WASHINGTON (Reuters) - The FBI said on Thursday that the errors and sloppy record-keeping identified in connection with 29 of its applications submitted to a federal court to obtain wiretaps to monitor U.S. citizens were “non-material” and did not undermine their legal validity.
The FBI’s statement on Thursday came several months after Justice Department Inspector General Michael Horowitz released an audit faulting the FBI for failing to follow procedures designed to minimize factual inaccuracies in applications to the Foreign Intelligence Surveillance Court.
Those procedures, among other things, require the FBI to include only “scrupulously accurate” statements.
The FBI revealed on Thursday that, in a joint court filing with the department’s Office of Intelligence, “none of the errors” identified by the inspector general “undermined or otherwise impacted the validity” of the court orders approving the wiretaps.
Of more than 6,700 facts asserted, most of the errors involved “minor typographical errors,” the FBI added. Only two were deemed material, but neither of them undermined “probable cause determinations.”
The FBI’s findings could help take some of the heat off the bureau, which has been under fire for missteps in its early-stage investigation known as “Operation Crossfire Hurricane” into whether President Donald Trump’s 2016 presidential campaign colluded with Russia.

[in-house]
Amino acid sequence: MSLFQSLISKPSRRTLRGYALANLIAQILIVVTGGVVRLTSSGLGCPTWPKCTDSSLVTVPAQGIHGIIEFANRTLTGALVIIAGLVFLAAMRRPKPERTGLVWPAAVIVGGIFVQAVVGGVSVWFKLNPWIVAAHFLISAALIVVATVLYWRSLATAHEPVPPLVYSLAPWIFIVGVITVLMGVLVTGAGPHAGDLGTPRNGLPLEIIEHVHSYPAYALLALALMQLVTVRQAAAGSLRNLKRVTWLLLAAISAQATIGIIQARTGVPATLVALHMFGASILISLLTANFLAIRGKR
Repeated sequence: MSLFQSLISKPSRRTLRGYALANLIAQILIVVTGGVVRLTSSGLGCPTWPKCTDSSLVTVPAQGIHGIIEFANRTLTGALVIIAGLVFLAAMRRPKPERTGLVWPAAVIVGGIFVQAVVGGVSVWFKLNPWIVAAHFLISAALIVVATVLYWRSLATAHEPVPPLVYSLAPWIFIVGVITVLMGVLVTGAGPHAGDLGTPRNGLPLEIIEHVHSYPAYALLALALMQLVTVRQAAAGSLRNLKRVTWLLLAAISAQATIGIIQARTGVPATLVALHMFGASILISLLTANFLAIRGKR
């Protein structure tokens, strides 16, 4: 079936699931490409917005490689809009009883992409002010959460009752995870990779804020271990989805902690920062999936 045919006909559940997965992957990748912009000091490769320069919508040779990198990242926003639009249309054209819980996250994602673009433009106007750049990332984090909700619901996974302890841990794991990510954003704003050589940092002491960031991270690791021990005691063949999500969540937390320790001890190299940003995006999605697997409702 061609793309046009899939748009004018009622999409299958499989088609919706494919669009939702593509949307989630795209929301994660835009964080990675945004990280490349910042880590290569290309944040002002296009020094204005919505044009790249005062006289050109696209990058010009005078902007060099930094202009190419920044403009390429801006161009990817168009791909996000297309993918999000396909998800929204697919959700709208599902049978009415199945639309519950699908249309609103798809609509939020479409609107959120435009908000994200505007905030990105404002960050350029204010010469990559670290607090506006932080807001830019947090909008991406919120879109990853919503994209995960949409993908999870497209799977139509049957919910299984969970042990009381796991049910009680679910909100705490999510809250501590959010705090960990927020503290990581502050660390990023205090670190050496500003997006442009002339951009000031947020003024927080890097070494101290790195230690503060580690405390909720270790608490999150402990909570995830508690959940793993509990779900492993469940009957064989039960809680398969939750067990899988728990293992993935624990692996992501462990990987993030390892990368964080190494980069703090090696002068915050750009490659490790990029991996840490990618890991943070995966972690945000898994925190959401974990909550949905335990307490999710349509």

In December, Horowitz released a major report scrutinizing the FBI’s FISA applications to spy on Carter Page, a former Trump campaign adviser.
He uncovered 17 major mistakes in the FBI’s applications - errors that were so substantial, they prompted Foreign Intelligence Surveillance Court judge to issue a rare public rebuke of the FBI and order the bureau to provide details on how it would correct its procedures.
While the FBI has taken corrective measures to improve its policies, the Republican-led Senate Judiciary Committee is still probing the errors in Operation Crossfire Hurricane.
Next week, former Deputy Attorney General Sally Yates will testify before the panel about her role in the Russia investigation.
Reporting by Sarah N. Lynch; Editing by Nick Zieminski
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